Microeconomics For Dummies
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A firm with a given technology makes a choice about how much of each of the factors of production to use to make how much output — and pays the cost for doing so. The question for the firm is how to use its technology and choose its inputs in order to make its profits as large as possible.

The way it does so is to choose its inputs in order to make the costs as small as possible.

An example of how an economist looks at a technology.
An example of how an economist looks at a technology.

The technology shown in the figure is a specific form known as a Cobb-Douglas production function.

If you're wondering why economists think this way, consider profit maximization. In the following equation, profit equals the difference between total revenue and total cost:


A firm can determine what to make and how much to make, but it doesn't have any control over what consumers choose to buy. Therefore, it makes sense that economists model the things that the firm does control — its own costs — and so they assume that profit maximization is the same thing as cost minimization.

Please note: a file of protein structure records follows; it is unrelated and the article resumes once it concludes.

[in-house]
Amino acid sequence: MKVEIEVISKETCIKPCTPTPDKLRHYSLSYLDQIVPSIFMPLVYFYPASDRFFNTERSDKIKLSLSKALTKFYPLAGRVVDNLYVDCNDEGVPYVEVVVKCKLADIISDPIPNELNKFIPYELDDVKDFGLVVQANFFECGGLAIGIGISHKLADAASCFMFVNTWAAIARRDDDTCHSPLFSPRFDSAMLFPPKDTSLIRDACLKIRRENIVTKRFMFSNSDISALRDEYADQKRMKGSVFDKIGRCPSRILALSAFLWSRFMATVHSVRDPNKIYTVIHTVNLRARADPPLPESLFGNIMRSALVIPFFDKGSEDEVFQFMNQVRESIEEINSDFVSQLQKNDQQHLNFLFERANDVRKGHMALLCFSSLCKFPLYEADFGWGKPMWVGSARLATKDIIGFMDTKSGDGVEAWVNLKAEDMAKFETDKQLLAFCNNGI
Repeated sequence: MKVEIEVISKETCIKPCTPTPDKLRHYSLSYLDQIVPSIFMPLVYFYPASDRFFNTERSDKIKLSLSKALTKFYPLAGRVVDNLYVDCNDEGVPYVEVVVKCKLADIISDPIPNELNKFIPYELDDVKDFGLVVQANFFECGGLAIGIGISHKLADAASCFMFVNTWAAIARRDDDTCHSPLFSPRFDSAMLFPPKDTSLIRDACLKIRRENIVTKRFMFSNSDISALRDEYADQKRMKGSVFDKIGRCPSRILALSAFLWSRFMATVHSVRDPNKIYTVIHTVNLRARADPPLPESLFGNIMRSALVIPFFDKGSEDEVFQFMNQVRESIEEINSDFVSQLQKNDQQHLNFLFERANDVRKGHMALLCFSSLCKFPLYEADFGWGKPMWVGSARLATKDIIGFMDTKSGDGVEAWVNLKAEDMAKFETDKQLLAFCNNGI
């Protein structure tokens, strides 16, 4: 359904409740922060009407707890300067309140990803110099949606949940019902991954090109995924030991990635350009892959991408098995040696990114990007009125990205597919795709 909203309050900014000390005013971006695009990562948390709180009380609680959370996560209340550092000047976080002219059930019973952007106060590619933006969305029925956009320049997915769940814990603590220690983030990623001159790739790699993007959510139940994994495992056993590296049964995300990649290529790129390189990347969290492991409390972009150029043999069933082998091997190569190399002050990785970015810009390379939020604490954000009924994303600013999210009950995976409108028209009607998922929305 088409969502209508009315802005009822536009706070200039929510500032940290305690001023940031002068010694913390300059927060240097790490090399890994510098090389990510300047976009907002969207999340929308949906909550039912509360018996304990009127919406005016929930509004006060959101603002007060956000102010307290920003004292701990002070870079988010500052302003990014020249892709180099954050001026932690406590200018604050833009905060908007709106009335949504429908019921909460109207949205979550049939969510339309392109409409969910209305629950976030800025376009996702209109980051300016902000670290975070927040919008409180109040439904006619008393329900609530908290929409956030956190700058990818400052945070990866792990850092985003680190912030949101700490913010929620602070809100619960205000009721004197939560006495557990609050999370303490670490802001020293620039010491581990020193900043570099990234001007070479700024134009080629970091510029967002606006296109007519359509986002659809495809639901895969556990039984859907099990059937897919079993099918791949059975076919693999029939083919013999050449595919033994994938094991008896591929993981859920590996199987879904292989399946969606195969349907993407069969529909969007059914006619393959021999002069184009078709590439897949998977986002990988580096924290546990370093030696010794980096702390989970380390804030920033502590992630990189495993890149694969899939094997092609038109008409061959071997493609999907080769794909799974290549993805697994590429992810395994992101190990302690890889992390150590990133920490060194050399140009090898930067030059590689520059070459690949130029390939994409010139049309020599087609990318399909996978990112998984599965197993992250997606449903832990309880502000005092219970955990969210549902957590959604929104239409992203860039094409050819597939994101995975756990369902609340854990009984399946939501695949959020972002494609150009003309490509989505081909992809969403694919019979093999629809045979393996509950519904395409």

About This Article

This article is from the book:

About the book authors:

Lynne Pepall, PhD, is a professor of economics at Tufts University. She has taught microeconomics at both graduate and undergraduate levels since 1987.

Peter Antonioni is a senior teaching fellow at the Department of Management Science and Innovation, University College, London, and coauthor of Economics For Dummies, 2nd UK Edition.

Manzur Rashid, PhD, is a lecturer at New College of the Humanities, where he covers second-year micro- and macroeconomics.

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